NOW we know where George Osborne’s priorities lie...
As his political and economic reputation comes under intense scrutiny, what did the Chancellor do?
He flew to California for the Super Bowl, American football’s annual jamboree.
But it does not end here. Sponsors of America’s sporting event of the year include global internet giant Google whose sweetheart tax deal in the UK – it paid a derisory £130m for 10 years of back taxes – is proving so embarrassing and troubling to Mr Osborne. And it raises more questions about the Chancellor’s judgment when the much-vaunted Northern Powerhouse, his flagship policy, is running out of steam as scepticism grows this side of the Pennines.
For, while the concept certainly applies to Manchester, where Mr Osborne’s political roots rest, and where the initiative was launched in June 2014, a series of short-sighted decisions has led to the policy losing both credibility and confidence here in Yorkshire.
If the Chancellor had visited Yorkshire rather than the “golden state”, he would have discovered a county that feels betrayed since the election.
Why? The closure of the Sheffield regional office of the Department of Business, Industry and Skills; under-investment in flood defences; the transfer of photographic exhibits from Bradford’s National Media Museum back to London; a reluctance to safeguard the remnants of the steel industry and delays to the advent of smart tickets on our railways.
I could go on. These are just five examples. There are countless others. But the direction of travel is still the same after the embarrassment of last year’s hold-up to the electrification of the TransPennine railway – London-centric policy-making which threatens to widen the North-South divide, with a few inducements for friends in Manchester.
Of course it would be remiss not to acknowledge that Greater Manchester has embraced the concept of elected mayors to deliver the Chancellor’s devolution deal. In contrast Yorkshire’s town halls are still at loggerheads with the Treasury, which favours a deal that revolves around the Leeds City Region, and the Department of Communities and Local Government which, quite rightly, wants the West, North and East Ridings to work in unison.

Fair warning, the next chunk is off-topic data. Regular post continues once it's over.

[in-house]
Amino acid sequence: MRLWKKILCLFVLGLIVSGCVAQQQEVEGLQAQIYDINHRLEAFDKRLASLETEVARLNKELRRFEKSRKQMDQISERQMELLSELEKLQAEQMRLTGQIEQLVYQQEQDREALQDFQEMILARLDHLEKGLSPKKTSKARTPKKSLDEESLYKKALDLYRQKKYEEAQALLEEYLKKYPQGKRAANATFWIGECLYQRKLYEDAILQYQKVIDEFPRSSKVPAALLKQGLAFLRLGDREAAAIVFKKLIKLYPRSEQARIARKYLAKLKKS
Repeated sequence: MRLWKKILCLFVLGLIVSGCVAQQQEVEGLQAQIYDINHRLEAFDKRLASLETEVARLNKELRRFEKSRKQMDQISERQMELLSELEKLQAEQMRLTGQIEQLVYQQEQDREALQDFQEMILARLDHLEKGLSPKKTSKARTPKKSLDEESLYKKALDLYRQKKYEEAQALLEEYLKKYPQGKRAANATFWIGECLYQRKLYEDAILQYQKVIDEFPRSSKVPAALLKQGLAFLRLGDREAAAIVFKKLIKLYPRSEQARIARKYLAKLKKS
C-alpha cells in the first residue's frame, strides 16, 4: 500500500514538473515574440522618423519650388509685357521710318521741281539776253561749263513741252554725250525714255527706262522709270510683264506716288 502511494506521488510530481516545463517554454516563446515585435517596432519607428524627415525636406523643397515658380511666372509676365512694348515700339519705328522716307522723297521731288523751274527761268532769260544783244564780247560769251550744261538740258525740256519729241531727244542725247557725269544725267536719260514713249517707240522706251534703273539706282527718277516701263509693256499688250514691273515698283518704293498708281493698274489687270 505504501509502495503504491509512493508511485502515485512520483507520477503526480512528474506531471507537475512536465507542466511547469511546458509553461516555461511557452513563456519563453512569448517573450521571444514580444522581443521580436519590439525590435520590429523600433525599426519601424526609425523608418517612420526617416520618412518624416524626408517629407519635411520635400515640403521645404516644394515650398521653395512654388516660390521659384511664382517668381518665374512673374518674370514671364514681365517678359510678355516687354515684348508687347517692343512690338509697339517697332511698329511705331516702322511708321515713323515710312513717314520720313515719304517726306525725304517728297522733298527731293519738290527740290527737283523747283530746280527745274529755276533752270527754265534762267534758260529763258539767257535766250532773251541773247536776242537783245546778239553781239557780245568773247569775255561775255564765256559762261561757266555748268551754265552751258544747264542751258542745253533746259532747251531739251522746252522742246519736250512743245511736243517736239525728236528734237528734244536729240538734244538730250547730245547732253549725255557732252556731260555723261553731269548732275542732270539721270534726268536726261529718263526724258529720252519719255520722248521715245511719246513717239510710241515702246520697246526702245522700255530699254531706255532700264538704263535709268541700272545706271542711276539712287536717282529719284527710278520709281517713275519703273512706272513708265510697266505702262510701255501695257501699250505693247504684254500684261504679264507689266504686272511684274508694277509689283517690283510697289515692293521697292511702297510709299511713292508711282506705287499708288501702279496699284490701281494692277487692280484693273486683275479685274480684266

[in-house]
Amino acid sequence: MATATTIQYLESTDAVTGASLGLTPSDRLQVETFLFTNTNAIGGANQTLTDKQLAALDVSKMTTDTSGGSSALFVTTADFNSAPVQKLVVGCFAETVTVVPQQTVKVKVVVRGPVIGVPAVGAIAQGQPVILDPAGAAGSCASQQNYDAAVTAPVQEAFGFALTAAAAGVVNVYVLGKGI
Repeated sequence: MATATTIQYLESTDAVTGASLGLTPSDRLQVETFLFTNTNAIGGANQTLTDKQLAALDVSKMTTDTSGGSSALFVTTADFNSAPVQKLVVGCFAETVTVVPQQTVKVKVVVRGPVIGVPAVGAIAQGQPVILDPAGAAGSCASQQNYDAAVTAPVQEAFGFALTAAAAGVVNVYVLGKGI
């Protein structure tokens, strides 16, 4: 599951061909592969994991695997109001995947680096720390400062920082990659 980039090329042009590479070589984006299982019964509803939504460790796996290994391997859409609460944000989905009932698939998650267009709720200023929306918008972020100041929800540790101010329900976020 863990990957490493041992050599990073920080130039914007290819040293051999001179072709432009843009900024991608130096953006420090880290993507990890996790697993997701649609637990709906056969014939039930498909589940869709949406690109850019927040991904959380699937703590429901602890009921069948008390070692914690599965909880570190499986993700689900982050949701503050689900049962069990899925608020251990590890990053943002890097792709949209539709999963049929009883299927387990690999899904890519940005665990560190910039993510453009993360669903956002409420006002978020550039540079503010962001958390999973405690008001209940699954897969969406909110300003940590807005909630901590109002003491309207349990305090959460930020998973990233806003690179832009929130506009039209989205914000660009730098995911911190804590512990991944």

Yet the fact remains that it is Mr Osborne who controls this agenda – and the purse-strings – and it is the same Mr Osborne who is losing the confidence of respected business leaders like Jamie Martin, MD of law firm of Ward Hardaway, who spoke for many with this critique 10 days ago: “There is a sense that some of the steam has gone out of the Northern Powerhouse.
He added: “Progress on the devolution front, particularly in Yorkshire, has been slow and it would be fair to say that a degree of cynicism has crept in to people’s thinking when it comes to the Government putting money behind its ambitions.”
Mr Martin is right, as Tory strategists speculate whether Business Secretary Sajid Javid may be better placed than Mr Osborne to succeed David Cameron. The belief that the Northern Powerhouse is a token PR exercise is highlighted by a Government forward planning document which, helpfully, reveals major speeches being planned. This includes a “Northern Powerhouse ministerial starburst” in April ahead of the initiative’s second anniversary. A “starburst”? What is this? A kind of sweetener to keep critics quiet? I’d say it’s some kind of wheeze that Mr Osborne picked up at the Super Bowl but the briefing document was, in fact, written before this ill-advised jaunt.
What it is, however, is evidence about the extent to which the Government puts political spin before economic substance and why the Chancellor must use next month’s Budget to regain the initiative.
As such, Mr Osborne does need to make a symbolic announcement – such as moving Northern Powerhouse civil servants out of London and to Sheffield to offset the decision of the Department of Business, Innovation and Skills to move out of the South Yorkshire city because “the phones and computers don’t work” in the words of local MP Louise Haigh.
But he also needs to signal an intention to fast-track many of the transport improvements that he promised in his 2014 pre-election Autumn Statement – such as an upgraded railway from Hull to Liverpool, the widening of the A1, the dualling of the A64, public transport improvements in Leeds and improved access to Hull’s docks.
With Mayor of London Boris Johnson itching to build two new road tunnels, there is a narrative that Yorkshire is playing second fiddle to both the capital and Greater Manchester. This needs to change, and it is in Mr Osborne’s interests to do so. For, if he does find a way to give the green light to a transport revolution in Yorkshire, the resulting jobs dividend can only be to the advantage of the whole country and the Chancellor’s credibility.
The question is whether the Northern Powerhouse is still a priority for him – or whether he is more concerned with Google, whose indefensible tax deal lessens the money available to invest in Yorkshire’s creaking road and rail infrastructure. Time will tell.